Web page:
Russia’s Putin warns about possibility of nuclear war

Russia’s Putin warns about possibility of nuclear war

The current situation, characterized by increasing military tensions, can lead to a nuclear war that will destroy the planet, the Russian president said on Thursday.

The world underestimates the graveness of possible developments of current events, said Vladimir Putin during an annual news conference that gathered over 2,000 journalists at the Moscow International Trade Center congress hall.

The U.S. withdrawal from the Anti-Ballistic Missile Treaty and its intention to end the Intermediate-Range Nuclear Forces Treaty — which are pillars of the international arms control system — decrease the nuclear arms application threshold, and in turn, it can lead to a global nuclear catastrophe, Putin said.

“I hope mankind will have enough common sense not to drive to the extremities,” he added.

Putin in this massive news conference is evaluating the main events of 2018, since he was reelected as president for the fourth term.

Speaking about recent developments in Syria, the Russian leader said the U.S. withdrawal of troops from the war-torn country is a possibility but there have been no concrete steps taken as yet.

U.S. President Donald Trump declared victory over Daesh in Syria on Wednesday and announced the withdrawal of troops within 60 to 100 days.

Putin said Washington promises to pull back its soldiers from Afghanistan every year but U.S. troops have remained in the country for 17 years.

He said Russia is satisfied with the developments on the Syrian crisis settlement.

Iran, Russia, and Turkey on Tuesday gave the UN a list of possible members of a committee to revise Syria’s constitution.

The committee will be formed in late-2018 or early-2019 and will give a fresh push to the peace process, he said.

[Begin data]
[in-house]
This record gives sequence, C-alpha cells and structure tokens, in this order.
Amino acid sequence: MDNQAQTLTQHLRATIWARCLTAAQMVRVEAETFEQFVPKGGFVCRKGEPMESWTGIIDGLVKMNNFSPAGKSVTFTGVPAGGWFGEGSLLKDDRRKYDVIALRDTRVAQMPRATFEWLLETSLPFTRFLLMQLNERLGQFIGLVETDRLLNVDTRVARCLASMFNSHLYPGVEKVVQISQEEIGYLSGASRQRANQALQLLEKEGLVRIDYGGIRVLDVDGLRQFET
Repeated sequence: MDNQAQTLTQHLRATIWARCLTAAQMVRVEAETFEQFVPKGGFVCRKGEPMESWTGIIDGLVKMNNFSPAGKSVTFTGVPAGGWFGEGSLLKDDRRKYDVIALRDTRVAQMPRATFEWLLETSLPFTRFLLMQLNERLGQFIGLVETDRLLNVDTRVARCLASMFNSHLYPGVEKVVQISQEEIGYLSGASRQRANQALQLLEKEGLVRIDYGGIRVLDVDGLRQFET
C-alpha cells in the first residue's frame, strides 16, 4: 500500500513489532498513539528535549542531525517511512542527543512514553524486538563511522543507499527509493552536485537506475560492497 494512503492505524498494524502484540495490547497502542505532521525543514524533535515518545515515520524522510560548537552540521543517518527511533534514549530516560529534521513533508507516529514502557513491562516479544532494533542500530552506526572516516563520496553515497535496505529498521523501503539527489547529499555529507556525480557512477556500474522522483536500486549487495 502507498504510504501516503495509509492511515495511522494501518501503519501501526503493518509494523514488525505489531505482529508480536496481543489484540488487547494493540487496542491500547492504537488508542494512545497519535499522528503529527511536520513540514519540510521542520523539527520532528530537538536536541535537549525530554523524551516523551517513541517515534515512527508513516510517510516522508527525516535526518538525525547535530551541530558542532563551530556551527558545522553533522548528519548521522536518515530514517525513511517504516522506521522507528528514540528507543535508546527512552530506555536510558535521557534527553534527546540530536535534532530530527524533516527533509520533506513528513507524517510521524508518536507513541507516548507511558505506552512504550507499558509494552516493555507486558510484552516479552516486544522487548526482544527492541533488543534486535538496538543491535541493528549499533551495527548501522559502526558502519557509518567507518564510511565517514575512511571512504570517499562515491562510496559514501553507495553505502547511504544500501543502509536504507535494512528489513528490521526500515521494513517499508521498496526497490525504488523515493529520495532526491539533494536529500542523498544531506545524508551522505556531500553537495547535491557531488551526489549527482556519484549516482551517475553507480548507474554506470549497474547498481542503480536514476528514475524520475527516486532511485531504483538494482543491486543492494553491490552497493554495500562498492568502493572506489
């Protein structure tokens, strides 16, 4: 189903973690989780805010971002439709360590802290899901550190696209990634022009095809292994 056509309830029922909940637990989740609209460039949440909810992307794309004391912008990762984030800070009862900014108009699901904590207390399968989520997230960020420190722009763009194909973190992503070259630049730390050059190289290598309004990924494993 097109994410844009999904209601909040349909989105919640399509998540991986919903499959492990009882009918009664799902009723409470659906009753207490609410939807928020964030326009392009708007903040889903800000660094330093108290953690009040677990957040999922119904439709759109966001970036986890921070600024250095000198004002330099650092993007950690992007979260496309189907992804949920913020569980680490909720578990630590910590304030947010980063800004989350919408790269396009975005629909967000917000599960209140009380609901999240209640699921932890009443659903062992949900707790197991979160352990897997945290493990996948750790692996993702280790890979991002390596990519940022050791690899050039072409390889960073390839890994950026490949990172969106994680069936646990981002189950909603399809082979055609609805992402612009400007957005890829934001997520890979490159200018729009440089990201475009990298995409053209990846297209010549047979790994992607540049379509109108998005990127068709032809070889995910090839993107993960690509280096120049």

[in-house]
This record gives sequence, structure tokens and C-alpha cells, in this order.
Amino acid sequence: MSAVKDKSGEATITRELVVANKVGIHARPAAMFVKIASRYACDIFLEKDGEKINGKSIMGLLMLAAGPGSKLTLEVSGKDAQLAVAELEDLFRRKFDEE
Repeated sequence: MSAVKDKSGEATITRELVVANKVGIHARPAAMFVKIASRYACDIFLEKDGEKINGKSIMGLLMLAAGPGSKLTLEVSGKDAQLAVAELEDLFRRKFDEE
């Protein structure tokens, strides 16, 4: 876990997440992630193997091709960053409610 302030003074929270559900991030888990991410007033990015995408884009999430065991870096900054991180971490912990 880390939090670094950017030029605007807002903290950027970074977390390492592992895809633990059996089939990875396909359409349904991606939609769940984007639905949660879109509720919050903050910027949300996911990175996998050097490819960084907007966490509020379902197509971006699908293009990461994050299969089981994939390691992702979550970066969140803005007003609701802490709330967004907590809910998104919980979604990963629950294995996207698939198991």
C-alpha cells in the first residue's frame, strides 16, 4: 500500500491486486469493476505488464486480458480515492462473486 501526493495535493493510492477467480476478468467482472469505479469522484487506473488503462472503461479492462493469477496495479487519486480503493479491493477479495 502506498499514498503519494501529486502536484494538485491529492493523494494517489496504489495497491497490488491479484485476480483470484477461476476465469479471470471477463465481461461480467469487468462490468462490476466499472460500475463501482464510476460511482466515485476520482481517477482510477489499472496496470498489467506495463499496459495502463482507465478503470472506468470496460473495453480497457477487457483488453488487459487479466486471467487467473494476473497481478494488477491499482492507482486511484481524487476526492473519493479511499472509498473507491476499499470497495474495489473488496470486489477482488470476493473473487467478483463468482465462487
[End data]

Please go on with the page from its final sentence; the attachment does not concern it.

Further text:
On Russian-Turkish relations, Putin said both countries are working for strengthening bilateral relations in different domains, including fight against terrorism and economy.

“Turkey pursues an independent international policy, we appreciate it very much, this creates predictability and stability of the relations. In this sense, the role of the Turkish president is great. We hope, this tendency will be continued under further leadership of Mr. [Recep Tayyip] Erdogan,” he said.

Commenting on the Saudi journalist Jamal Khashoggi case, Putin drew parallels with Russian ex-spy Sergey Skripal’s poisoning in the U.K.

He said Khashoggi was killed and Skirpal is alive, yet all remains calm in the first case, while in the second a string of sanctions were imposed.

Khashoggi, a columnist for The Washington Post, went missing after entering the Saudi Consulate in Istanbul on Oct. 2.

After producing various contradictory explanations, Riyadh acknowledged he was killed inside the diplomatic building, blaming the act on a botched operation.

Relations between Russia and the U.K. have been tense since March when Skirpal and his daughter came under an alleged nerve agent attack in the southern English Salisbury city.

The British authorities alleged Russia was behind the attempted murder, a charge Moscow denies.

U.K. expelled 23 Russian diplomats — and 121 diplomats were expelled world-wide as a diplomatic crisis brewed.

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